-ak is added to some back-vowel words ending in a consonant:
    ház (house) →‎ házak (houses)
    -ok is added to most back-vowel words ending in a consonant:
    pad (bench) →‎ padok (benches)
    -ek is added to unrounded (and some rounded) front-vowel words ending in a consonant:
    kert (garden) →‎ kertek (gardens)
    könyv (book) →‎ könyvek (books)
    -ök is added to most rounded front-vowel words ending in a consonant:
    kör (circle) →‎ körök (circles)
  • Note that the plural form is not used after definite and indefinite numerals in Hungarian: három könyv (three books), néhány óra múlva (in a few hours’ time). There are very few (traditional, archaic) exceptions, including háromkirályok (the Three Magi), mindenszentek (All Saints), and certain archaic phrases with összes (all) and minden (every) (see their Usage notes).
  • The regular plural suffix for back-vowel adjectives is -ak, for example okosak (smart/clever ones). On the other hand, ethnonyms take -ok (e.g. olaszok (Italians), see the back-vowel terms in their category), as well as some other adjectives, including privative (“…-less”) ones (formed with -talan, -atlan, or -tlan). Rounded front-vowel adjectives normally take -ek, for example zöldek (green ones), except for demonyms (see rounded front-vowel terms in their category).
  • If a word can be both a noun and an adjective, the form of its ending gives information about its function, e.g. játékosok (players, noun) and játékosak (playful, adjective as part of a plural predicate). The same distinction also exists with words with rounded front vowels, e.g. ismerős: ismerősök (acquaintances, noun) and ismerősek (familiar, adjective as part of a plural predicate).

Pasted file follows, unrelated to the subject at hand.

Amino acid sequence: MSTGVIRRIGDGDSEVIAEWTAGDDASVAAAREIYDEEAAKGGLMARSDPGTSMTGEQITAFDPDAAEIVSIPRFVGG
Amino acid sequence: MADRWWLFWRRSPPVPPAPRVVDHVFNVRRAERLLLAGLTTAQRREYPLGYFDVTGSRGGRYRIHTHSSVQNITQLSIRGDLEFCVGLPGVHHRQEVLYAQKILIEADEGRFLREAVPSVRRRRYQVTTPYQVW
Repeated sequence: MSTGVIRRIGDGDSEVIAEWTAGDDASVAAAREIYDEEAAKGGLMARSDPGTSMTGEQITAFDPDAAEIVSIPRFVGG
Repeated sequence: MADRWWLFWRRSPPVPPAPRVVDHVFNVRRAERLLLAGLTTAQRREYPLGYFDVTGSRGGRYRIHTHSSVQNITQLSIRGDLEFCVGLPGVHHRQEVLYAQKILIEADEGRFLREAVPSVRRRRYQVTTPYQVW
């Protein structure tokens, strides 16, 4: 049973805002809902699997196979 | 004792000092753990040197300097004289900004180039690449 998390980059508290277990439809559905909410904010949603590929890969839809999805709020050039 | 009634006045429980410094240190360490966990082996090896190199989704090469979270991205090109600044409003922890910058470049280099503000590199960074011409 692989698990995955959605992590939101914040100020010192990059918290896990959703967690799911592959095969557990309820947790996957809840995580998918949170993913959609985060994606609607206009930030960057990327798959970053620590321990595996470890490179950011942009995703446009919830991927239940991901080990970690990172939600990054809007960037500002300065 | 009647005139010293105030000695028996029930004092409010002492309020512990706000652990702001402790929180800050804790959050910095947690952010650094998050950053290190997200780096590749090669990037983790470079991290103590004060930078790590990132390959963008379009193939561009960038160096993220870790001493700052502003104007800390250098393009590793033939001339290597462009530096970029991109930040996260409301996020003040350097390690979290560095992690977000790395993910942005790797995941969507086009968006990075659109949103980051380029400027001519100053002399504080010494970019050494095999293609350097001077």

See alsoEdit


Lower SorbianEdit

SuffixEdit

-k m

  1. used on masculine nouns to form a diminutive

Derived termsEdit


MalteseEdit

Alternative formsEdit

EtymologyEdit

From both Arabic ـَكَ(-aka) and ـِكِ(-iki).

SuffixEdit

-k m or f

  1. you (object suffix, second person singular)

Related termsEdit


OjibweEdit

SuffixEdit

-k

  1. Alternative form of -g in the conjunct form of d-final inanimate instransitive verbs (vii)
  2. A suffix denoting the second-person plural to third person singular imperative form of a transitive animate verb (vta) with a Cw ending

Usage notesEdit

In d-final intransitive inanimate verbs (vii), the final d merges with -g to produce -k.

See alsoEdit


Old NorseEdit

Alternative formsEdit

PronounEdit

-k (enclitic)

  1. enclitic form of ek
    hafða + ‎-k → ‎hafðak
    em + ‎-k → ‎emk
    • 9th c., Þjóðólfr of Hvinir, Ynglingatal, verse 27:
      Þat veitk bezt / und bláum himni
      kenninafn, / svát konungr eigi []
      I know that the best / nickname
      under the blue sky / that a king might have []

See alsoEdit


VepsEdit

EtymologyEdit

(This etymology is missing or incomplete. Please add to it, or discuss it at the Etymology scriptorium.)

ParticleEdit

-k

  1. This term needs a translation to English. Please help out and add a translation, then remove the text {{rfdef}}.

ReferencesEdit

  • Zajceva, N. G.; Mullonen, M. I. (2007), “а, ли”, in Uz’ venä-vepsläine vajehnik / Novyj russko-vepsskij slovarʹ [New Russian–Veps Dictionary], Petrozavodsk: Periodika

YorubaEdit

SuffixEdit

-k

  1. Used when an ordinal number is written with Arabic numerals. Often considered an abbreviation of k-, but can be used with non-k-ordinal numbers.
    kejì2k
    ogún20k